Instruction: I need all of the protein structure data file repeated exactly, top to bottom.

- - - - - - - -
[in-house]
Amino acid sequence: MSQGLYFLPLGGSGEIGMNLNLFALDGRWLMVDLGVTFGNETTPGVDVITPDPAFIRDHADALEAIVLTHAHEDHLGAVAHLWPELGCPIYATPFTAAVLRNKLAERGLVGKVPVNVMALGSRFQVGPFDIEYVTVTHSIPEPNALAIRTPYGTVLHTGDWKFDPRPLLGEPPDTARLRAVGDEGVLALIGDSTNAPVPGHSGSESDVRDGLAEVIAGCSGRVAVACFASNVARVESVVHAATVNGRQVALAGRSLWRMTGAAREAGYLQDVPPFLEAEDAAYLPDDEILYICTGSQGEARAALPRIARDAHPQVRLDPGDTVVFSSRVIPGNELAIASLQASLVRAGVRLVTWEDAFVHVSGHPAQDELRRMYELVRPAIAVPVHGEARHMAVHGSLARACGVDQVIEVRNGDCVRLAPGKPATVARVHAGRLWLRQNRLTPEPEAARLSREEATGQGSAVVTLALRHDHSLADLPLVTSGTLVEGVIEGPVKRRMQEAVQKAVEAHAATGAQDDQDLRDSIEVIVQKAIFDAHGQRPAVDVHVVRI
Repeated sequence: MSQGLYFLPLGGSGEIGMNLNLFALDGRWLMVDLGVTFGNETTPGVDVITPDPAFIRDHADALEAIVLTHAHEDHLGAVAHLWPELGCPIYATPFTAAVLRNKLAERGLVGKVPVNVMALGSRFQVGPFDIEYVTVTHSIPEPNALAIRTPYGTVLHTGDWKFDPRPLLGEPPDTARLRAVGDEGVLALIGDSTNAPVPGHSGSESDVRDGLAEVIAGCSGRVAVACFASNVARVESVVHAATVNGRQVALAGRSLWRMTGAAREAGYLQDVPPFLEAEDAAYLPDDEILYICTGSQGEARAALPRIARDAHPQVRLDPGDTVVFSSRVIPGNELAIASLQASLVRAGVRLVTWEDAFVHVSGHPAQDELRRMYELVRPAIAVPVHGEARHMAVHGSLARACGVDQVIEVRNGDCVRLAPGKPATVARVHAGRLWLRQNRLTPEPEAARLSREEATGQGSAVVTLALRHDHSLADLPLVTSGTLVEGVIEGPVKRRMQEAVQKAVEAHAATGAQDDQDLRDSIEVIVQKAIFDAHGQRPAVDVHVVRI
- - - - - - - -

[in-house]
Amino acid sequence: MSQGLYFLPLGGSGEIGMNLNLFALDGRWLMVDLGVTFGNETTPGVDVITPDPAFIRDHADALEAIVLTHAHEDHLGAVAHLWPELGCPIYATPFTAAVLRNKLAERGLVGKVPVNVMALGSRFQVGPFDIEYVTVTHSIPEPNALAIRTPYGTVLHTGDWKFDPRPLLGEPPDTARLRAVGDEGVLALIGDSTNAPVPGHSGSESDVRDGLAEVIAGCSGRVAVACFASNVARVESVVHAATVNGRQVALAGRSLWRMTGAAREAGYLQDVPPFLEAEDAAYLPDDEILYICTGSQGEARAALPRIARDAHPQVRLDPGDTVVFSSRVIPGNELAIASLQASLVRAGVRLVTWEDAFVHVSGHPAQDELRRMYELVRPAIAVPVHGEARHMAVHGSLARACGVDQVIEVRNGDCVRLAPGKPATVARVHAGRLWLRQNRLTPEPEAARLSREEATGQGSAVVTLALRHDHSLADLPLVTSGTLVEGVIEGPVKRRMQEAVQKAVEAHAATGAQDDQDLRDSIEVIVQKAIFDAHGQRPAVDVHVVRI
Repeated sequence: MSQGLYFLPLGGSGEIGMNLNLFALDGRWLMVDLGVTFGNETTPGVDVITPDPAFIRDHADALEAIVLTHAHEDHLGAVAHLWPELGCPIYATPFTAAVLRNKLAERGLVGKVPVNVMALGSRFQVGPFDIEYVTVTHSIPEPNALAIRTPYGTVLHTGDWKFDPRPLLGEPPDTARLRAVGDEGVLALIGDSTNAPVPGHSGSESDVRDGLAEVIAGCSGRVAVACFASNVARVESVVHAATVNGRQVALAGRSLWRMTGAAREAGYLQDVPPFLEAEDAAYLPDDEILYICTGSQGEARAALPRIARDAHPQVRLDPGDTVVFSSRVIPGNELAIASLQASLVRAGVRLVTWEDAFVHVSGHPAQDELRRMYELVRPAIAVPVHGEARHMAVHGSLARACGVDQVIEVRNGDCVRLAPGKPATVARVHAGRLWLRQNRLTPEPEAARLSREEATGQGSAVVTLALRHDHSLADLPLVTSGTLVEGVIEGPVKRRMQEAVQKAVEAHAATGAQDDQDLRDSIEVIVQKAIFDAHGQRPAVDVHVVRI